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IMB’s overseas partnerships not a BWA issue, Rankin says

RICHMOND, Va. (BP)–The proposed withdrawal of the Southern Baptist Convention from the Baptist World Alliance is not expected to affect the ministries of Southern Baptist missionaries or the International Mission Board’s working partnerships with Baptist unions around the world, IMB President Jerry Rankin told the entity’s trustees.

“A lot of publicity has been generated by the recommendation of a task force that had been meeting for several years that the Southern Baptist Convention withdraw from membership in the Baptist World Alliance,” Rankin said during a Feb. 2 trustee session in Richmond, Va. “This recommendation is a matter of organizational affiliation that does not affect the bilateral relationships between the International Mission Board and Baptist conventions and unions which may be members of the BWA or participate in regional fellowships.”

While the BWA emphasizes unity in diversity, Southern Baptists feel there must be parameters in terms of theology and doctrine in order to have an authentic basis of fellowship, Rankin said.

“Our commonality must be biblically based and represent more than the common identity of the name ‘Baptist,'” Rankin said. “It is felt that the BWA has become a forum for those advocating aberrant theological positions, and Southern Baptists have been increasingly concerned about the pattern of disrespect for conservative positions being expressed in BWA commissions and sessions.”

In an earlier letter to the board’s regional leaders, Rankin said the Baptist World Alliance has “moved beyond serving as a fellowship of worldwide Baptists to seeking to implement programs” and promoting a missiology “that sometimes overlaps and is in conflict with sound evangelical strategies and the work of other Baptist entities.”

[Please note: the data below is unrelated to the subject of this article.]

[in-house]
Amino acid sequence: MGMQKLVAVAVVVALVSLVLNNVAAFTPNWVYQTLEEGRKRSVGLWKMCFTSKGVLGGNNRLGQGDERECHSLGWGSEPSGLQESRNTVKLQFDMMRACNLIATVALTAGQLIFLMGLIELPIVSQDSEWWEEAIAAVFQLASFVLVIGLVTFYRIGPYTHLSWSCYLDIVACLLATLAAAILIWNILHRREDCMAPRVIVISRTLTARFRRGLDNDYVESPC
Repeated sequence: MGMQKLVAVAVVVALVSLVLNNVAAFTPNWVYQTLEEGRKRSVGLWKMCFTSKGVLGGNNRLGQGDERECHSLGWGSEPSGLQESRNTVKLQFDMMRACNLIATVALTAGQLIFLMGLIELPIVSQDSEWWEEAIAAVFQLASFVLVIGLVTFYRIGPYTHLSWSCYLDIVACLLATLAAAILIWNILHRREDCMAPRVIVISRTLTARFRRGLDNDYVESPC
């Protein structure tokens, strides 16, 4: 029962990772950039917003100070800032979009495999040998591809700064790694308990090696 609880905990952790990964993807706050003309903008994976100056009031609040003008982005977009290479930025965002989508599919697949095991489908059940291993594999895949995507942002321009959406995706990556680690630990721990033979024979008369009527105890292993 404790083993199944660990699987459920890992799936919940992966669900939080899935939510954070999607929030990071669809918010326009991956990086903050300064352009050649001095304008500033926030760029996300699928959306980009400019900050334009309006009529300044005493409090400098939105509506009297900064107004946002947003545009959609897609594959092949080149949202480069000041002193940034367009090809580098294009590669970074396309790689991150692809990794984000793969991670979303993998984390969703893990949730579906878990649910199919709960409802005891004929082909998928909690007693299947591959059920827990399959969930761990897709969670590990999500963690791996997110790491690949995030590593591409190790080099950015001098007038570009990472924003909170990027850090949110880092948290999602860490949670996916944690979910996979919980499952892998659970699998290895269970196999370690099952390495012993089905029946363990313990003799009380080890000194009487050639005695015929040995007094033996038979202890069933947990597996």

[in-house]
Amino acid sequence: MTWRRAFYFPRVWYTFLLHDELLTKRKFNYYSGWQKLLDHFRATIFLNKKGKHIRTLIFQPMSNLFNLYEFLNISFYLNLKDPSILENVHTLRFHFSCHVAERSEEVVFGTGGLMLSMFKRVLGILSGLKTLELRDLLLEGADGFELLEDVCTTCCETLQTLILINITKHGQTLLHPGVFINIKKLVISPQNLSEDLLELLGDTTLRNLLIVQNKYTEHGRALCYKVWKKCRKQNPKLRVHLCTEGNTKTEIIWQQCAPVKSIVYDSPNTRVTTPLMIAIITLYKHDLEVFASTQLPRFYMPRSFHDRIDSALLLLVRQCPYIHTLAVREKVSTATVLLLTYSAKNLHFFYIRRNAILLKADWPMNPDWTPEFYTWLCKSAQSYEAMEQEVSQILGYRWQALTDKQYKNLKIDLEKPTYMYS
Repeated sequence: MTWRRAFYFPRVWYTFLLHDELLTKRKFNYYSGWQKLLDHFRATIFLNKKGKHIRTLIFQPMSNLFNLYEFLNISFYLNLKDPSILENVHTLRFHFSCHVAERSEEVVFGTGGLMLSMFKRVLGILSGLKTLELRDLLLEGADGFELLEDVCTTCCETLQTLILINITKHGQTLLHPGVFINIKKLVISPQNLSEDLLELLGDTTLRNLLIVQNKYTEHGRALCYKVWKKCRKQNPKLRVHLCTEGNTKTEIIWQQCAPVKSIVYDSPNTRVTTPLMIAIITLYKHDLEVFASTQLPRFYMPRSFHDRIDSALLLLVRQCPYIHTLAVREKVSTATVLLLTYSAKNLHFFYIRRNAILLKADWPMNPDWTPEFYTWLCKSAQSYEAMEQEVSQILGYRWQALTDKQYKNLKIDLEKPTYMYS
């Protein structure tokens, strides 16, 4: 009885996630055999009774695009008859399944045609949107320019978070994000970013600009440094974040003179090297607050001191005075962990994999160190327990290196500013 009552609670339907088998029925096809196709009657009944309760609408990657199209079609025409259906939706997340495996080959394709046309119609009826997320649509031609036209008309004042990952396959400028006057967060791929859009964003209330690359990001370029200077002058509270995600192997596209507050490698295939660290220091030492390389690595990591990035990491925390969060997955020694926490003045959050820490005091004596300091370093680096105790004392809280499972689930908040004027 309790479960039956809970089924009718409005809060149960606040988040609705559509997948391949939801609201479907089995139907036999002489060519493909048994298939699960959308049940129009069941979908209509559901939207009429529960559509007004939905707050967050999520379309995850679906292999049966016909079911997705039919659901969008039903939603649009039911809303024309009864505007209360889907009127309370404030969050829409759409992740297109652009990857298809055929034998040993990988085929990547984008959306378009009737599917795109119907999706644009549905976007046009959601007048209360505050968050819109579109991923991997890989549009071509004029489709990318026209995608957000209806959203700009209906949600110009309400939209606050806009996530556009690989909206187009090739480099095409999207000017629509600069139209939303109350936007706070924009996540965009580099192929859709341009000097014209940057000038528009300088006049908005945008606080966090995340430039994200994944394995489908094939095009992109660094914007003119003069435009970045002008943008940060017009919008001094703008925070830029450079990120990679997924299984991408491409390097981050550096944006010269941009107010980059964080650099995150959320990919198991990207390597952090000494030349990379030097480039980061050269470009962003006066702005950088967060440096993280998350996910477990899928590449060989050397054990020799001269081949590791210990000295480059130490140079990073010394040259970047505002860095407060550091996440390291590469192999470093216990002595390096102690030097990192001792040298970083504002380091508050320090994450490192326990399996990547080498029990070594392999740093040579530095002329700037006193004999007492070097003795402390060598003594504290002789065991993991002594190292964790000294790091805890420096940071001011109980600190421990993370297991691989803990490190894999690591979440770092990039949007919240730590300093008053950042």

He also noted that, while it wasn’t mentioned in the task force recommendation, the acceptance of the Cooperative Baptist Fellowship into BWA membership “in violation of established processes and bylaws” influenced the recommendation since the action in effect endorsed a schism among Southern Baptists.

Because the Baptist World Alliance has never played a significant role in Southern Baptist relationships with other Baptist unions and conventions, withdrawal from the BWA should not harm the SBC’s ability to continue working with overseas Baptist partners, Rankin said.

He also said he does not anticipate that Southern Baptists will attempt to form an alternate organization, as some media reports have suggested, but will seek opportunities for training, spiritual nurture and missions advance through global and regional conferences and events in partnership with likeminded Baptists.

“The IMB’s role around the world is related to evangelizing the lost rather than relating primarily to established churches,” Rankin wrote. “We will continue to be committed to working in partnership with local Baptist entities that hold to sound theology consistent with a biblical faith and are committed to proclaiming Jesus Christ as the only way of salvation.

“We also will continue to be committed to assisting Baptist partners in facilitating discipleship of believers, training of leaders, planting churches and sending missionaries that all peoples might have access to the Gospel.”

While some Baptist unions may be reluctant to continue cooperation in mission efforts because of the decision, International Mission Board leaders do not anticipate the decision having any impact on the work of missionaries, he said.

“It is the desire of the International Mission Board to continue to work together in mutual respect with Baptist entities around the world to fulfill the Great Commission, and we have asked our regional leaders to communicate that and affirm our continuing partnership.”
(BP) photo posted in the BP Photo Library at http://www.bpnews.net. Photo title: MISSIONS PARTNERSHIPS.

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  • Mark Kelly